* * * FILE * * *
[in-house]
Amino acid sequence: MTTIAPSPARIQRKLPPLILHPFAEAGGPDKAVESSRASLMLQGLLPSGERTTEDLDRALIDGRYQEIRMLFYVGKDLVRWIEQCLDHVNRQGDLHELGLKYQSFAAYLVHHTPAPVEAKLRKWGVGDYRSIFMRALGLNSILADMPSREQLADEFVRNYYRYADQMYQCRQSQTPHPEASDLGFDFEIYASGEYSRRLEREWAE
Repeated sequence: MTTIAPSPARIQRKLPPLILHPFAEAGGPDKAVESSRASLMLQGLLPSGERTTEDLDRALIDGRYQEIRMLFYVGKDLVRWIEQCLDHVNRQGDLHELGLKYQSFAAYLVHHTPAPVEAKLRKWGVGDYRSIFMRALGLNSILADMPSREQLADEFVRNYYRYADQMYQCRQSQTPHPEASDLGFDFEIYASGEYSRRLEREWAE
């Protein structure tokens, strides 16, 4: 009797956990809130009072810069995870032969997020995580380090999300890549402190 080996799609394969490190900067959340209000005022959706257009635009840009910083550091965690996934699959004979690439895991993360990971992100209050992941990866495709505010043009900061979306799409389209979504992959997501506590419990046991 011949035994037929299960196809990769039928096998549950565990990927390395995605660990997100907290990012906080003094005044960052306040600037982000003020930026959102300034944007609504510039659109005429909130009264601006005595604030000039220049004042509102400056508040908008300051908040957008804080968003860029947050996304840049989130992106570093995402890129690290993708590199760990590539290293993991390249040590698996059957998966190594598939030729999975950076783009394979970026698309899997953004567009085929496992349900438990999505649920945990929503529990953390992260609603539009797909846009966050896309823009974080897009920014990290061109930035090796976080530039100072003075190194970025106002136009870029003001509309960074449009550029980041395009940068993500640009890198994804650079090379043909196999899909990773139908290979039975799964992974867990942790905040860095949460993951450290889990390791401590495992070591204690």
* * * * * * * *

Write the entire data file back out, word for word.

[in-house]
Amino acid sequence: MTTIAPSPARIQRKLPPLILHPFAEAGGPDKAVESSRASLMLQGLLPSGERTTEDLDRALIDGRYQEIRMLFYVGKDLVRWIEQCLDHVNRQGDLHELGLKYQSFAAYLVHHTPAPVEAKLRKWGVGDYRSIFMRALGLNSILADMPSREQLADEFVRNYYRYADQMYQCRQSQTPHPEASDLGFDFEIYASGEYSRRLEREWAE
Repeated sequence: MTTIAPSPARIQRKLPPLILHPFAEAGGPDKAVESSRASLMLQGLLPSGERTTEDLDRALIDGRYQEIRMLFYVGKDLVRWIEQCLDHVNRQGDLHELGLKYQSFAAYLVHHTPAPVEAKLRKWGVGDYRSIFMRALGLNSILADMPSREQLADEFVRNYYRYADQMYQCRQSQTPHPEASDLGFDFEIYASGEYSRRLEREWAE
């Protein structure tokens, strides 16, 4: 009797956990809130009072810069995870032969997020995580380090999300890549402190 080996799609394969490190900067959340209000005022959706257009635009840009910083550091965690996934699959004979690439895991993360990971992100209050992941990866495709505010043009900061979306799409389209979504992959997501506590419990046991 011949035994037929299960196809990769039928096998549950565990990927390395995605660990997100907290990012906080003094005044960052306040600037982000003020930026959102300034944007609504510039659109005429909130009264601006005595604030000039220049004042509102400056508040908008300051908040957008804080968003860029947050996304840049989130992106570093995402890129690290993708590199760990590539290293993991390249040590698996059957998966190594598939030729999975950076783009394979970026698309899997953004567009085929496992349900438990999505649920945990929503529990953390992260609603539009797909846009966050896309823009974080897009920014990290061109930035090796976080530039100072003075190194970025106002136009870029003001509309960074449009550029980041395009940068993500640009890198994804650079090379043909196999899909990773139908290979039975799964992974867990942790905040860095949460993951450290889990390791401590495992070591204690």